Reputed since ancient Roman times to protect seafarers,
aquamarine has since become known as a gemstone that assures safe travel.

Aquamarine was named by the Romans about 2,000 years ago, its name being derived from the Latin aqua, meaning “water,” and marina, meaning “sea.” Said to be a gemstone that protects sailors and guarantees safe voyage, it is also known as one that cools the temper, allowing the water to remain calm and levelheaded.

Like emerald, aquamarine is a variety of the mineral beryl, with a hardness of 7 1/2 to 8 on the Mohs scale, which lists diamond as 10. Whereas emerald is colored green by the elements chromium or vanadium, aquamarine’s light blue is caused by traces (0.5 – 2.0 %) of iron. Though both are the same mineral, emerald is vulnerable to shock, while aquamarine has excellent durability. Aquamarine also shows a more even distribution of color throughout the stone and a characteristically high level of transparency.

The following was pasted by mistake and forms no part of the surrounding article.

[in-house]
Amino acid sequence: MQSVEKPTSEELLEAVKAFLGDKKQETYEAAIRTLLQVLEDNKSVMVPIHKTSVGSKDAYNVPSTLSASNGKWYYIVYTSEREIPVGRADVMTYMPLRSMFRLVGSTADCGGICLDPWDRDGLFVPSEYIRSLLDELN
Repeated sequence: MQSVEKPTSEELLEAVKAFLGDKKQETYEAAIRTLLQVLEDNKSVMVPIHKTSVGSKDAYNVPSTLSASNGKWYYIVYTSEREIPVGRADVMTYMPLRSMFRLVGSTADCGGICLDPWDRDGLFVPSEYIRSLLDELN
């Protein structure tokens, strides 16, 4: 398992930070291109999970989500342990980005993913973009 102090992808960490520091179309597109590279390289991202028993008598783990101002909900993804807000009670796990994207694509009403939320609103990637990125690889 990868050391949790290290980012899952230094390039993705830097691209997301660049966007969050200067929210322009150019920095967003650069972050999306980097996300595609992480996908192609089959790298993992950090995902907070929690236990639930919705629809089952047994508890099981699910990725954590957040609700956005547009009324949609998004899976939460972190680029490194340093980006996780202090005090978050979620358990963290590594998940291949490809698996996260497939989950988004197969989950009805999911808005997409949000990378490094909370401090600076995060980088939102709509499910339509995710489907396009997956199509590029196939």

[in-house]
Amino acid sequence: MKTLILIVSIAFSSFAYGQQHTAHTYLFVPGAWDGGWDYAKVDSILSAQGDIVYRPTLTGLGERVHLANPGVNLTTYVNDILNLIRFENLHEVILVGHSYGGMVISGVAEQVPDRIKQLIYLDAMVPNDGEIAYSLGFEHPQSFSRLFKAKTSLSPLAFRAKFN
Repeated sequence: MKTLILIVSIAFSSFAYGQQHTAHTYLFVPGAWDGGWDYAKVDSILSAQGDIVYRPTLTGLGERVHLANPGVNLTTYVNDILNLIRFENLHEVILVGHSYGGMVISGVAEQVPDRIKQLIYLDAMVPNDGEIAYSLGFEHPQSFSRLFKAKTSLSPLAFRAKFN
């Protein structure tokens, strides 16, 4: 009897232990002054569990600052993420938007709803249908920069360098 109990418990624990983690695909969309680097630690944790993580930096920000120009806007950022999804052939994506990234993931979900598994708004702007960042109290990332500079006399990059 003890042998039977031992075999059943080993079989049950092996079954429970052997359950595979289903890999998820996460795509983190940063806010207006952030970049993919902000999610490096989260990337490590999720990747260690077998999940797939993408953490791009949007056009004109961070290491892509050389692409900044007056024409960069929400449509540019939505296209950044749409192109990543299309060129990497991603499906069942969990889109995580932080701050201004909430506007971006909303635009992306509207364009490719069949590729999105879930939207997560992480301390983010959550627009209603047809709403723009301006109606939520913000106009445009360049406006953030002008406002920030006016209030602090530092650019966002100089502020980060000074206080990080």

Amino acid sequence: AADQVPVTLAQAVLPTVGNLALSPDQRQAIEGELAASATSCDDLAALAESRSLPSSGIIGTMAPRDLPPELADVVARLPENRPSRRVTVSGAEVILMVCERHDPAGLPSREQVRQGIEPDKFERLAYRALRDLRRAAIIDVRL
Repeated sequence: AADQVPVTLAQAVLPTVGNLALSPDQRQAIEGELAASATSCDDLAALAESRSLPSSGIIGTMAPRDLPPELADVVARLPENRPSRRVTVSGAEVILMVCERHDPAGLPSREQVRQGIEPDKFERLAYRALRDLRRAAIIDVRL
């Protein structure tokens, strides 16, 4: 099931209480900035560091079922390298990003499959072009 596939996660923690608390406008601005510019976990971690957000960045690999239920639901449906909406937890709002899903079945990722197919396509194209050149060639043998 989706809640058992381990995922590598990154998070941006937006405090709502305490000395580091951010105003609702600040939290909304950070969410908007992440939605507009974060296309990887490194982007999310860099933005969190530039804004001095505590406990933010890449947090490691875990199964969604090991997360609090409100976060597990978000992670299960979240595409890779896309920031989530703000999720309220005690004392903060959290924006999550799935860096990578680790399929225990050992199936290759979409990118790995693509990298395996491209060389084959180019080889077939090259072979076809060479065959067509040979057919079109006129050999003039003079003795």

Aquamarine is a gem that is loved by many for its crisp, clean appearance. The pure blue with a tone level of 3 seen in the photograph on the next page can be considered ideal. A random survey (300 persons: 150 men, 150 women) showed that women especially seem to prefer a level 3 over a level 3. It is likely that for them a lighter blue conveys a softer, more tranquil feeling. Because its color suggests coolness, it is a gem that is often worn in the spring and summer.

Most aquamarines are faced as emerald, oval, and pear shapes. A gem-quality aquamarine like that in the photograph is far more beautiful and valuable than a ruby or sapphire of accessory quality.

Necklace, Platinum
Aquamarine 5 pc
7.00 ct
Diamond 14 pc
2.34 ct
US $30,000